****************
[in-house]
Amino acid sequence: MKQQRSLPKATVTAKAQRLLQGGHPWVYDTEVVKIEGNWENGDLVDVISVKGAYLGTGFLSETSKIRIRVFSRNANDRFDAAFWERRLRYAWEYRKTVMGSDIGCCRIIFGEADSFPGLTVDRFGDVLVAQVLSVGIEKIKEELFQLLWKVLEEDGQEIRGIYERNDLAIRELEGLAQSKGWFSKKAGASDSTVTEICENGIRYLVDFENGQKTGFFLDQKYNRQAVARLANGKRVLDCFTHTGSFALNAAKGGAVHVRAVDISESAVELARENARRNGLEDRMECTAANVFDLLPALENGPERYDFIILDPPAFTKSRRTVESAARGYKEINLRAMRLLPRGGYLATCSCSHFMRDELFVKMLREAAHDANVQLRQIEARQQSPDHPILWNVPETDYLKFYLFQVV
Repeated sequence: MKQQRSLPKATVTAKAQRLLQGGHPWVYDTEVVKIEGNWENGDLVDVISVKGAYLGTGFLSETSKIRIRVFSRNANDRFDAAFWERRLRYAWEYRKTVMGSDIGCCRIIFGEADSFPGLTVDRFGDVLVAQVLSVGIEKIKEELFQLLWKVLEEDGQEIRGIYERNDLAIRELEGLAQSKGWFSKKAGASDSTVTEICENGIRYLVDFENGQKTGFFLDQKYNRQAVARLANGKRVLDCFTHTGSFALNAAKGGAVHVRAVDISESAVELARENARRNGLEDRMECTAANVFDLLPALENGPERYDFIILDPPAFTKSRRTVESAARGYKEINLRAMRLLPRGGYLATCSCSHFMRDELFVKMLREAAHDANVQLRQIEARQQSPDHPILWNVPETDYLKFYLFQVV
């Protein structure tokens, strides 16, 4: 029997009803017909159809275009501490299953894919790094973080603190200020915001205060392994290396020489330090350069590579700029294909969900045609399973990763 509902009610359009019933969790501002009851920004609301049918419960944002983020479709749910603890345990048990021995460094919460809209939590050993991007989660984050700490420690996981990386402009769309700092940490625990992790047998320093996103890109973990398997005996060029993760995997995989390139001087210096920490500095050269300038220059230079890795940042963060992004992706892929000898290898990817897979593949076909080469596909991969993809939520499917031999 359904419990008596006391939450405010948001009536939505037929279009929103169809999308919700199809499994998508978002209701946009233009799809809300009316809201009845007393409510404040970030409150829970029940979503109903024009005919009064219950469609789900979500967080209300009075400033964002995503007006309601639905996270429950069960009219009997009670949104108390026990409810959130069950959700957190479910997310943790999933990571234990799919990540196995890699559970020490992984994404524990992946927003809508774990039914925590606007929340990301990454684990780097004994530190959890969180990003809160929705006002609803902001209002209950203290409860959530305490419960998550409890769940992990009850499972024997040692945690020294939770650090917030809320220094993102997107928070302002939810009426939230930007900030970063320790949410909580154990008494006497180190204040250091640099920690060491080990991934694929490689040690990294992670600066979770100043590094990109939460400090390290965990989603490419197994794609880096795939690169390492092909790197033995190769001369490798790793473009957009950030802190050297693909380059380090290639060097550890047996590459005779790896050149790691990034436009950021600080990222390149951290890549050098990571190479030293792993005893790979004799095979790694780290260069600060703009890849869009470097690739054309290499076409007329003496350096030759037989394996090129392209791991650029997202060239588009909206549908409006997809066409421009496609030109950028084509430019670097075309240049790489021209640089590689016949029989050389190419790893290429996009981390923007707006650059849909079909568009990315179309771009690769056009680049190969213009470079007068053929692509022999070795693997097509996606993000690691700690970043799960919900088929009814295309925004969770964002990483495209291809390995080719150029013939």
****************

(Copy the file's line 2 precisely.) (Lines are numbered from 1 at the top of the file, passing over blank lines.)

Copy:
Amino acid sequence: MKQQRSLPKATVTAKAQRLLQGGHPWVYDTEVVKIEGNWENGDLVDVISVKGAYLGTGFLSETSKIRIRVFSRNANDRFDAAFWERRLRYAWEYRKTVMGSDIGCCRIIFGEADSFPGLTVDRFGDVLVAQVLSVGIEKIKEELFQLLWKVLEEDGQEIRGIYERNDLAIRELEGLAQSKGWFSKKAGASDSTVTEICENGIRYLVDFENGQKTGFFLDQKYNRQAVARLANGKRVLDCFTHTGSFALNAAKGGAVHVRAVDISESAVELARENARRNGLEDRMECTAANVFDLLPALENGPERYDFIILDPPAFTKSRRTVESAARGYKEINLRAMRLLPRGGYLATCSCSHFMRDELFVKMLREAAHDANVQLRQIEARQQSPDHPILWNVPETDYLKFYLFQVV